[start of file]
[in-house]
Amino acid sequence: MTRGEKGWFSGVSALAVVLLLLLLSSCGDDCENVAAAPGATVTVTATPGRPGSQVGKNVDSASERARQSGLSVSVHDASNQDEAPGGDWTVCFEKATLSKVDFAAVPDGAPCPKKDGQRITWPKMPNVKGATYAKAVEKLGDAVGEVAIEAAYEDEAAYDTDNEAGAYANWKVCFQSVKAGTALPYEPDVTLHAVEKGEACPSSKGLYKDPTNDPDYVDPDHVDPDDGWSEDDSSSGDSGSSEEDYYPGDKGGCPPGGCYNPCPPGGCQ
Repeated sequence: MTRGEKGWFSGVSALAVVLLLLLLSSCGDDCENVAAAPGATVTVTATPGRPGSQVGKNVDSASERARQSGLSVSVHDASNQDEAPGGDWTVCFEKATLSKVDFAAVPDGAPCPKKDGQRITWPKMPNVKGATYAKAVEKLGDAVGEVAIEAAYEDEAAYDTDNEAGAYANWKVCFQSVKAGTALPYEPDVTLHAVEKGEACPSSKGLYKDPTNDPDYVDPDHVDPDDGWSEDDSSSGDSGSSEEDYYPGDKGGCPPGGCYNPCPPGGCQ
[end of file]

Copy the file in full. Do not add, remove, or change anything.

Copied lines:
[in-house]
Amino acid sequence: MTRGEKGWFSGVSALAVVLLLLLLSSCGDDCENVAAAPGATVTVTATPGRPGSQVGKNVDSASERARQSGLSVSVHDASNQDEAPGGDWTVCFEKATLSKVDFAAVPDGAPCPKKDGQRITWPKMPNVKGATYAKAVEKLGDAVGEVAIEAAYEDEAAYDTDNEAGAYANWKVCFQSVKAGTALPYEPDVTLHAVEKGEACPSSKGLYKDPTNDPDYVDPDHVDPDDGWSEDDSSSGDSGSSEEDYYPGDKGGCPPGGCYNPCPPGGCQ
Repeated sequence: MTRGEKGWFSGVSALAVVLLLLLLSSCGDDCENVAAAPGATVTVTATPGRPGSQVGKNVDSASERARQSGLSVSVHDASNQDEAPGGDWTVCFEKATLSKVDFAAVPDGAPCPKKDGQRITWPKMPNVKGATYAKAVEKLGDAVGEVAIEAAYEDEAAYDTDNEAGAYANWKVCFQSVKAGTALPYEPDVTLHAVEKGEACPSSKGLYKDPTNDPDYVDPDHVDPDDGWSEDDSSSGDSGSSEEDYYPGDKGGCPPGGCYNPCPPGGCQ